The Beijing Youth Daily brought an action before the Beijing Haidian District People’s Court against Beijing Sina Internet Information Service Co Ltd for changing the title of a Beijing Youth Daily article and then republishing it on www.sina.com.cn without the newspaper's permission and without paying remuneration.

Sina raised several arguments in its defence, including that:

  • the article was an interview in question and answer format, so there was no creative work by the author and the author did not own copyright in the statements made by the interviewee;
  • even if copyright subsists, it was a joint work of the plaintiff and the interviewee and the plaintiff had no right to take action alone;
  • its use was fair use falling under the exemptions set out in the Copyright Law and the Regulation on the Protection of the Right to Communicate Works to the Public over Information Networks in China, as the regulation provides that:

where any person provides any work through the information network under the circumstances that the inclusion or quotation of a published work to the general public for the purpose of reporting current events is unavoidable, he may be exempted from obtaining the copyright owner’s permission and from paying the relevant remuneration to the copyright owner.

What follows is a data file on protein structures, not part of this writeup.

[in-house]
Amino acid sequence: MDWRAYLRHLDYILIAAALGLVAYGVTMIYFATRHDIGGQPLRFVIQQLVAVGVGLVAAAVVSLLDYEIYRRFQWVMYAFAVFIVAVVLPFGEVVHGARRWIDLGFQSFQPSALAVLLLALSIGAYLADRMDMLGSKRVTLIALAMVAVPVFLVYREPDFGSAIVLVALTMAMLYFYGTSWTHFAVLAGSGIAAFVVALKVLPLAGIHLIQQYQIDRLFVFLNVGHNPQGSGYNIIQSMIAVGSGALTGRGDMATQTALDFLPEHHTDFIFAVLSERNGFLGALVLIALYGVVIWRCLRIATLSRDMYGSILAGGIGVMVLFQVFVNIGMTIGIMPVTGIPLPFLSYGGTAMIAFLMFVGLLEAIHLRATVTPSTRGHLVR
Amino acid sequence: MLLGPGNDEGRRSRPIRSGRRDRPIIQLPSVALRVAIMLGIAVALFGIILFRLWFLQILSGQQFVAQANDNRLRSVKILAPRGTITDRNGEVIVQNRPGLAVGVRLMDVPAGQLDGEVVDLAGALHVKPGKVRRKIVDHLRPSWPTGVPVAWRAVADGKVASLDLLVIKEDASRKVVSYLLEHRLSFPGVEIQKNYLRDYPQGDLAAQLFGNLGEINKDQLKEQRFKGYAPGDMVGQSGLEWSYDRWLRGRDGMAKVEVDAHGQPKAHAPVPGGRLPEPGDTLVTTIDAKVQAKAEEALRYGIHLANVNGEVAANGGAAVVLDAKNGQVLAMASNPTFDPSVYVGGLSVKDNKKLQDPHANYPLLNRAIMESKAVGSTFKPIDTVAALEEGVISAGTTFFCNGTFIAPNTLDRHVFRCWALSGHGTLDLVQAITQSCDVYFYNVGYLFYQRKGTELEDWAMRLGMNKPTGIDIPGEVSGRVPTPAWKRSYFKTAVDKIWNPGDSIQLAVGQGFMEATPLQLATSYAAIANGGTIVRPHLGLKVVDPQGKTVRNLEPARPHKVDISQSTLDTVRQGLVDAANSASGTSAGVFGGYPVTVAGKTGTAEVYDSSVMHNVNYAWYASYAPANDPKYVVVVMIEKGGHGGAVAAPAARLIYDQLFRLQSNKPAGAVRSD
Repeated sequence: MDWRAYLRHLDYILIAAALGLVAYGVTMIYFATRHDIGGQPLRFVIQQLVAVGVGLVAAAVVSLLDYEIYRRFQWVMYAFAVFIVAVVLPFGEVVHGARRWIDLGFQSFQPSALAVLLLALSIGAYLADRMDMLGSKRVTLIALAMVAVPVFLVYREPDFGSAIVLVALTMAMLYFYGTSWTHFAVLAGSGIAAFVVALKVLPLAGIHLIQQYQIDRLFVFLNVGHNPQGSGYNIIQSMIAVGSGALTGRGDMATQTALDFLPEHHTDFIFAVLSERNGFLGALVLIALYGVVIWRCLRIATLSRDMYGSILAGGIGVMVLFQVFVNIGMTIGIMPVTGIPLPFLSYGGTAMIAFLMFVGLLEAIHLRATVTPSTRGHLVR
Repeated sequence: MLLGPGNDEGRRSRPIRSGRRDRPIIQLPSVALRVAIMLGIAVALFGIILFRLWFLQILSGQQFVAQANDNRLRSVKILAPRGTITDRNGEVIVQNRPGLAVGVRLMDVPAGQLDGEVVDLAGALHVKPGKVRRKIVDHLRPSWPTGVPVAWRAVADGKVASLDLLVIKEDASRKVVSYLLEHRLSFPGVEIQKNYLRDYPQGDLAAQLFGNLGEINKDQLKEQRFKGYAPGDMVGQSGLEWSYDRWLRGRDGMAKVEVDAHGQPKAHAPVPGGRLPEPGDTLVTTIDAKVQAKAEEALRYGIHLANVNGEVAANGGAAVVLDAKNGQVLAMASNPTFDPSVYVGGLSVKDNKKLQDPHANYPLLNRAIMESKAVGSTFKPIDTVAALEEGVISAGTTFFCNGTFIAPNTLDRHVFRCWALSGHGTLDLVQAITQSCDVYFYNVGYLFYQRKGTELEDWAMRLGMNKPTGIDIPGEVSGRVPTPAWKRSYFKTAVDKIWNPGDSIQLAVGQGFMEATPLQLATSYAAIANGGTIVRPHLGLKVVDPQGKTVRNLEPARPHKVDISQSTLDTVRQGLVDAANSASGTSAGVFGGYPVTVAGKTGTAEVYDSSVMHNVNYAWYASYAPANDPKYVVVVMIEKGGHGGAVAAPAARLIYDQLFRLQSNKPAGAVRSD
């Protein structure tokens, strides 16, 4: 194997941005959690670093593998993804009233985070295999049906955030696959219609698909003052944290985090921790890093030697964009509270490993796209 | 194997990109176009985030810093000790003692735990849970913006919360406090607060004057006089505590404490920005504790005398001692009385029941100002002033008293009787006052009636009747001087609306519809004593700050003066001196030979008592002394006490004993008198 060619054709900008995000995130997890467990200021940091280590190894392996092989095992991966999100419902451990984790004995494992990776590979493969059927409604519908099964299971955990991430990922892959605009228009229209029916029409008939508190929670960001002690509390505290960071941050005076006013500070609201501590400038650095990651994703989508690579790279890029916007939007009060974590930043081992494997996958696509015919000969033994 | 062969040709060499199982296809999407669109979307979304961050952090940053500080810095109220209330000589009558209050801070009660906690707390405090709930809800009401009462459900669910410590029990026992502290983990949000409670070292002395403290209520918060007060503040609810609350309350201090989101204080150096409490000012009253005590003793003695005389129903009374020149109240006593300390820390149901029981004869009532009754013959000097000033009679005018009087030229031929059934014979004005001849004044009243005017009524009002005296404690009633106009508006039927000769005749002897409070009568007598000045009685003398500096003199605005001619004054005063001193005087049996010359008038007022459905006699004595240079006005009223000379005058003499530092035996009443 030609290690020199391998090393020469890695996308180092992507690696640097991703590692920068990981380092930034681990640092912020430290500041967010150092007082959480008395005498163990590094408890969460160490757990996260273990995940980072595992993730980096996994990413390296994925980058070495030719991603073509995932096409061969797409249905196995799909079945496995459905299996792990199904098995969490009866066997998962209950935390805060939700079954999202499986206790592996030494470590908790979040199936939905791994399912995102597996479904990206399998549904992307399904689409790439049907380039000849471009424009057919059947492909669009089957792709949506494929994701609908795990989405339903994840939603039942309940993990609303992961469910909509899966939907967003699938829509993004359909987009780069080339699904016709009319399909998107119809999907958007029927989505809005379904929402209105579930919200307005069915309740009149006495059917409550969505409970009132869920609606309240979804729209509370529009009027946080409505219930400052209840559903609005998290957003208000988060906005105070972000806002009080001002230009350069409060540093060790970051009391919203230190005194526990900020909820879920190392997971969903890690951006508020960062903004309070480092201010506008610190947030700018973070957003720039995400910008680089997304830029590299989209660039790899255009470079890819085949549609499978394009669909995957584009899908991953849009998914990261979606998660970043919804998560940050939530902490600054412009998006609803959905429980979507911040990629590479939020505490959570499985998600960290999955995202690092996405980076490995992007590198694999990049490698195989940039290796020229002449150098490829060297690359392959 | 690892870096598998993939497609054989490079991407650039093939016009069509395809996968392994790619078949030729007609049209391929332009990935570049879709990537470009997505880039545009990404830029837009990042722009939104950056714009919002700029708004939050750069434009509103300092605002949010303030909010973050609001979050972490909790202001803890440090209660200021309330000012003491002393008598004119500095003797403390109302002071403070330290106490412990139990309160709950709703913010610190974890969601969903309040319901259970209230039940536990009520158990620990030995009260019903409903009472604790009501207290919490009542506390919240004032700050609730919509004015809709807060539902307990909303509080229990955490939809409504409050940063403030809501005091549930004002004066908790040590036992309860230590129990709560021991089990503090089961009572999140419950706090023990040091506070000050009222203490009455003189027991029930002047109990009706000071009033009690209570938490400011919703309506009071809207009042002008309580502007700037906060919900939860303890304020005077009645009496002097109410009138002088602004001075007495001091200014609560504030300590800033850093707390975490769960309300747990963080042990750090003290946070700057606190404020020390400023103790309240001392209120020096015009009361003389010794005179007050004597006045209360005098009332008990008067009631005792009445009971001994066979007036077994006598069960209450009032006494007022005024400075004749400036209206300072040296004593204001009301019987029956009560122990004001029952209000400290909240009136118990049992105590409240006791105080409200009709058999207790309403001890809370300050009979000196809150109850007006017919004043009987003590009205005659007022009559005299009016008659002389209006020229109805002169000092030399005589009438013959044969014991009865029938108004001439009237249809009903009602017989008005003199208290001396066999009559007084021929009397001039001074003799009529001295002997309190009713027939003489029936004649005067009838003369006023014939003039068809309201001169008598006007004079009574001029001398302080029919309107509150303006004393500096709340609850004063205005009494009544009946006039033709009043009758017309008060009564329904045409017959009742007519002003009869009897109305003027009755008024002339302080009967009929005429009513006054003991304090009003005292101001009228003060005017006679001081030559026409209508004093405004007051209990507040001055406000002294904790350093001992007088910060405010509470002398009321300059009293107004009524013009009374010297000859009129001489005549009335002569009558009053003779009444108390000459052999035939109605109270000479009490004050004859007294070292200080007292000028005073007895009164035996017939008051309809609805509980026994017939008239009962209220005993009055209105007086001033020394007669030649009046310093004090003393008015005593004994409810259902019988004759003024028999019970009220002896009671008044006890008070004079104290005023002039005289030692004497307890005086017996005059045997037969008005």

The court held that pursuant to the employment contract and another agreement signed between the plaintiff and the author, the Beijing Youth Daily owned the copyright in the work, including the rights of communication through an information network. The defendant’s arguments that copyright did not subsist in the article and that the copyright was jointly owned by the plaintiff and the interviewee, as well as its fair use defence, were all rejected by the court. Sina was ordered to remove the article from its website and pay compensation to the plaintiff.

This case is not the only one of its type to be brought before the Beijing Haidian District People’s Court. Other cases have been lodged by traditional media operators against online media for infringement of copyright in news articles. While the unauthorised reproduction of other parties’ articles is not new in the media industry, previously traditional media operators have been more tolerant. The recent increased number of court case reflects the fact that operators of traditional media are now determined to enforce their rights, most likely because they want to stop this type of free riding by online media companies, which are running businesses at low cost but receiving high advertising revenues.

Esther Wai-Ling Ho

This article first appeared in IAM. For further information please visit www.iam-media.com.